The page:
Color and flavor: Pigments play a role in creating tasty tomatoes: Researchers show that the pigments that color tomatoes also affect their flavor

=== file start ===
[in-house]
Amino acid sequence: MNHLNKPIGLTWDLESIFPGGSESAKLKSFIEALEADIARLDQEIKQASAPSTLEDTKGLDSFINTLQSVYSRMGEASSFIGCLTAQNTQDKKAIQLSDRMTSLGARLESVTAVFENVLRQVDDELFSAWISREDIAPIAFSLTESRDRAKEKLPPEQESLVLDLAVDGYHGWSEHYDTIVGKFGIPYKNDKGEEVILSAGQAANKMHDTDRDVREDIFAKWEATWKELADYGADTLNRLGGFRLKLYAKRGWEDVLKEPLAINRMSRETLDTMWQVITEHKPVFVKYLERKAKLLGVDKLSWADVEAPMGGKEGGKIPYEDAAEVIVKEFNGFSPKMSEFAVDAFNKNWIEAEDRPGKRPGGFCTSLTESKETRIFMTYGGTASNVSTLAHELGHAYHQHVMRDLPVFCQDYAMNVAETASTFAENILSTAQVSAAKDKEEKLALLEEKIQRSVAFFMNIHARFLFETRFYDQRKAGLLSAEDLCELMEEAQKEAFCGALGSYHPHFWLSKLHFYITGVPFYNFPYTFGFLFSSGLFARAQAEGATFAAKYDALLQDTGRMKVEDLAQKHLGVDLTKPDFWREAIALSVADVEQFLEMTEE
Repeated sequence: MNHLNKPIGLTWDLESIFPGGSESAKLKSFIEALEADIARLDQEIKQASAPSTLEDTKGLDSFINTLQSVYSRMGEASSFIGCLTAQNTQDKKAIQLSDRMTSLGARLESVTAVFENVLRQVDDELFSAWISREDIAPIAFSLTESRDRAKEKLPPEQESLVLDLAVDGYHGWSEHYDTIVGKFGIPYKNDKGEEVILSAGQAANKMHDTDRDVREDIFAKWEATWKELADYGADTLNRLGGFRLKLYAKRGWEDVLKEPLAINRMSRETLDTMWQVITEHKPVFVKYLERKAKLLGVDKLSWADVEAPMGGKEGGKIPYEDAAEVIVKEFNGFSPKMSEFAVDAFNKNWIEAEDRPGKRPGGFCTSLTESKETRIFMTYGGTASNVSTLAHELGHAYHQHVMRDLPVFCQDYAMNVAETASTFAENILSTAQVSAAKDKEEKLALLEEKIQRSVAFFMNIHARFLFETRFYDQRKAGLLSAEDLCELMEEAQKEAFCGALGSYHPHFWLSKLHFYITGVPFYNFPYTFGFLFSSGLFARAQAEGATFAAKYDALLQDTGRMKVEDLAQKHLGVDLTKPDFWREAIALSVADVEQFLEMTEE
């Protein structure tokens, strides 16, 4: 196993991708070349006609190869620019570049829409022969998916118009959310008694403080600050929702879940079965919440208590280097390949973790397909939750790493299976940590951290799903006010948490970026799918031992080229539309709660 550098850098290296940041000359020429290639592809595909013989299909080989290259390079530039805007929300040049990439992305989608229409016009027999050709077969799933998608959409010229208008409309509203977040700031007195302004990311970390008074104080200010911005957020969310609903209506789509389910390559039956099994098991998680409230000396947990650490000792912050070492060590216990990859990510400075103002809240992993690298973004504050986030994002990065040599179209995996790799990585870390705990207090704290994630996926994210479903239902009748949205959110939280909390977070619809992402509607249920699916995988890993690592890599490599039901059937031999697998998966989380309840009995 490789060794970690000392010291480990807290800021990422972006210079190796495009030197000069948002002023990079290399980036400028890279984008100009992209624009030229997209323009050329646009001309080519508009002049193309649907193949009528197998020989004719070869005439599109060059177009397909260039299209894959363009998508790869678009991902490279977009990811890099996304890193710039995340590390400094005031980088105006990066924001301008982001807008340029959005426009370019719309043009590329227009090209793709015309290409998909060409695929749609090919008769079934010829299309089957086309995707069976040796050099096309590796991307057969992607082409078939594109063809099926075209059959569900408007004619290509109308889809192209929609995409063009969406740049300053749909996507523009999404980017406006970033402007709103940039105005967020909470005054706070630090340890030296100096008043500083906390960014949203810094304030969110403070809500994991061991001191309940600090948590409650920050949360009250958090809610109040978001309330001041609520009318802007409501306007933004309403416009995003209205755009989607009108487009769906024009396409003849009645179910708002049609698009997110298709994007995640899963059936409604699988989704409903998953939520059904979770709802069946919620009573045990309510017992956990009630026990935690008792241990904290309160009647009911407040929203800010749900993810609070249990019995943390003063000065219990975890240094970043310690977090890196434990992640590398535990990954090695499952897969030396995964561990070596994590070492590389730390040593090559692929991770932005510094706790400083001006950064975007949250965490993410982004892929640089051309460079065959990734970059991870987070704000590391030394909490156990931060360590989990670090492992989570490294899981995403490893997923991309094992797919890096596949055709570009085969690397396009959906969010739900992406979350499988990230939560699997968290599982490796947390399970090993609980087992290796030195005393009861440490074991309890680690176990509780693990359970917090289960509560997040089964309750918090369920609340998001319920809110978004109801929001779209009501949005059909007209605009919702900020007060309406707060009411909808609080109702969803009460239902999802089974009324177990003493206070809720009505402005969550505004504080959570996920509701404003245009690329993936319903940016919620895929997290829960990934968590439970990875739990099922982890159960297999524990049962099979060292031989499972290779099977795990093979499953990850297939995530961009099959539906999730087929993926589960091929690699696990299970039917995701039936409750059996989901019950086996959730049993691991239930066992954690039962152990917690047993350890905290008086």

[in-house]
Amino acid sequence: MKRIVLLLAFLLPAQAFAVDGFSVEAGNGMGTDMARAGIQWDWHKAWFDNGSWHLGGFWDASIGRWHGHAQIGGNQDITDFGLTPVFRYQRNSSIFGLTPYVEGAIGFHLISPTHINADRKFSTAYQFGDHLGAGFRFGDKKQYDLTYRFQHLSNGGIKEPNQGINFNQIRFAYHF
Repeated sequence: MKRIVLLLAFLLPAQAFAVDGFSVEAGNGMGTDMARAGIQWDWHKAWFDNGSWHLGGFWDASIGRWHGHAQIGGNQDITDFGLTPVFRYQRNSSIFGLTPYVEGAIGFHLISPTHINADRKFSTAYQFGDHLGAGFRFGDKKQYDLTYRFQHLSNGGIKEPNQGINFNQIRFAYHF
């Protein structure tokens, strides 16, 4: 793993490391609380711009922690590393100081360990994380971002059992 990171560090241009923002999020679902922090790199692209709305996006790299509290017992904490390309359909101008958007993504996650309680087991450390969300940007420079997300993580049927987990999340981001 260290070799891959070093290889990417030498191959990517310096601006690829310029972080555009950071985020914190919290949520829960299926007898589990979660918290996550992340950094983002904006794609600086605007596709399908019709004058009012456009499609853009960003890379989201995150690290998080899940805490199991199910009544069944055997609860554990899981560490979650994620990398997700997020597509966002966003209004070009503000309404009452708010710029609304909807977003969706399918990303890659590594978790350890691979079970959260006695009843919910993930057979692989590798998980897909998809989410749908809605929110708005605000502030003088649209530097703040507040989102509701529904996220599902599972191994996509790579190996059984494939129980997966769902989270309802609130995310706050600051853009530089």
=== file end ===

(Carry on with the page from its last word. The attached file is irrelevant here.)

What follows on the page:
A tomato's flavor is a combination of its aroma and taste. Researchers from Japan and the United States now know that the pigments in tomatoes can also influence their flavor.Researchers from University of Tsukuba have developed a method to quickly measure the tomato's pigment profile. They also used this technique to study how different varieties of tomatoes affect their taste and aroma.Combinations of various pigments are responsible for the color of tomatoes, such as carotenoids or chlorophylls. These pigments can also alter the amount of flavor-related compounds, such as sugars. This affects the taste and volatile organic compounds, (VOCs), that determine the smell. The amount of flavor-related compounds and pigments in tomato fruits changes as they ripen, but the relationship between color (green) and flavor (red) has not been established.Professor Miyako Kusano, the lead author of the study, says that "pigments like carotenoids do not taste." However, they are precursors to compounds called apocarotenoid -VOCs (AC VOCs), which produce the fruity/floral aroma of tomatoes and increase the perceptions of sweetness. These characteristics appeal to consumers.The traditional methods of measuring and identifying pigments can take a long time. So the researchers created a simple method that allows for rapid analysis of large quantities of samples. The new technique allowed the team to measure the amount of carotenoids in 157 varieties of tomatoes. They then analysed the flavor of each variety to determine the relationship between the pigments and the flavor.It was found that tomatoes with high levels of chlorophyll had high sugar levels, which contributes to their sweet taste. The fruit's carotenoid profile was also correlated with AC-VOC levels.Professor Kusano explains that the pigment profile of "Dixie Golden Giant", an orange-colored variety, was "particularly interesting." It had high AC-VOC levels, but low carotenoid content. This variety contained a lot of prolycopene, which was what explained the high ACVOC levels.Growing conditions like temperature and light can have an impact on the carotenoid content in fruit. It is possible to improve AC-VOC production by comparing the AC-VOC and pigment profiles of fruits grown in different environments. This will be beneficial for both producers and consumers.The new method, which was developed by the team at lightning speed, is an effective tool to analyze pigment concentrations in large quantities of samples. It could also be used for other fruits or vegetables.Metabolites published the article "High-throughput carotenoid profiling uncovers positive associations with sugar, apocarotenoid volatile contents in fruits of tomatoes varieties in modern or wild accessions."The "Sustainable Food Security Research Project", a grant of operational funding from The Yanmar Environmental Sustainability Support Association, Japan and The National University Corporation, funded this work. This work was also supported in part by the JSPS KAKENHI grant number 19K05711 as well as a grant from National Science Foundation (IOS 1855585). The authors declare that they have no competing interests.